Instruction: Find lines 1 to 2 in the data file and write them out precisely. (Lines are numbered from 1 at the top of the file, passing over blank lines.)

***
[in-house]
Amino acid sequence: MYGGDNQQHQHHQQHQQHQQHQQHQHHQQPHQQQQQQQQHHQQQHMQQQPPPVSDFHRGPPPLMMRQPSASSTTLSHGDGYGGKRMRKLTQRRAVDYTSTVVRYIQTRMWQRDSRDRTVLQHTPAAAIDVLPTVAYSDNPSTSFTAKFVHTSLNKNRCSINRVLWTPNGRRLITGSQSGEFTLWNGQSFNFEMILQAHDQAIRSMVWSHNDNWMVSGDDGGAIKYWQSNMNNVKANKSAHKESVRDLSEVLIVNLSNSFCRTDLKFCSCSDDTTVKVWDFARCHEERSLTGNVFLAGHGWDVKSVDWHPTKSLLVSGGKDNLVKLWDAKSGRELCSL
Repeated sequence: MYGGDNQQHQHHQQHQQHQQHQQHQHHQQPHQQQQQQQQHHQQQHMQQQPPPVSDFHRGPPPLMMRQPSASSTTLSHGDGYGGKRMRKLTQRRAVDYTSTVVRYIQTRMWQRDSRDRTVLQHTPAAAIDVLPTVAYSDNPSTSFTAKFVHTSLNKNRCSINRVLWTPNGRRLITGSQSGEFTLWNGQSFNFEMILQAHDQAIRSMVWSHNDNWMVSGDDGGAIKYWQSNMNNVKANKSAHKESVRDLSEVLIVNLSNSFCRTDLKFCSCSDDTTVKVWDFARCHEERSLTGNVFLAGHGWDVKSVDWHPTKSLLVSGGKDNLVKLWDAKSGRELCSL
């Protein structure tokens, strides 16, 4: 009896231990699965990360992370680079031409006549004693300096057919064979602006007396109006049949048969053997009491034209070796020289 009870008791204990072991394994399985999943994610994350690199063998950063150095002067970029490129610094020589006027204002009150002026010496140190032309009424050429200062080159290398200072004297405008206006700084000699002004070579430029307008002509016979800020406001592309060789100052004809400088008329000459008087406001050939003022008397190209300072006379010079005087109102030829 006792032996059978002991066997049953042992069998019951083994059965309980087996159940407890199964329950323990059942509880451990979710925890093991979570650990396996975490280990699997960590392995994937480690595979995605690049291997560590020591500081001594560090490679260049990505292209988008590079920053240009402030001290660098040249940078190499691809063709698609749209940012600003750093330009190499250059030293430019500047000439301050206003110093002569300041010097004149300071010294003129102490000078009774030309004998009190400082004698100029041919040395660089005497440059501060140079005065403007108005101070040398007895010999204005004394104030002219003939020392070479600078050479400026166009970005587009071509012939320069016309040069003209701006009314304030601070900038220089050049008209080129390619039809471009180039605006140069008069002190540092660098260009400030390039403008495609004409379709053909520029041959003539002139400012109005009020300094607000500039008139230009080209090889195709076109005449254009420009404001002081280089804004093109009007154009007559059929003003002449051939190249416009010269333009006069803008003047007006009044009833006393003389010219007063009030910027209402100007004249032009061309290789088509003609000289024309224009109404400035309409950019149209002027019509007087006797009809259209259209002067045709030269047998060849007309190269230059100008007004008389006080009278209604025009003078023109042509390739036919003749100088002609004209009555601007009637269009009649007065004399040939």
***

[in-house]
Amino acid sequence: MYGGDNQQHQHHQQHQQHQQHQQHQHHQQPHQQQQQQQQHHQQQHMQQQPPPVSDFHRGPPPLMMRQPSASSTTLSHGDGYGGKRMRKLTQRRAVDYTSTVVRYIQTRMWQRDSRDRTVLQHTPAAAIDVLPTVAYSDNPSTSFTAKFVHTSLNKNRCSINRVLWTPNGRRLITGSQSGEFTLWNGQSFNFEMILQAHDQAIRSMVWSHNDNWMVSGDDGGAIKYWQSNMNNVKANKSAHKESVRDLSEVLIVNLSNSFCRTDLKFCSCSDDTTVKVWDFARCHEERSLTGNVFLAGHGWDVKSVDWHPTKSLLVSGGKDNLVKLWDAKSGRELCSL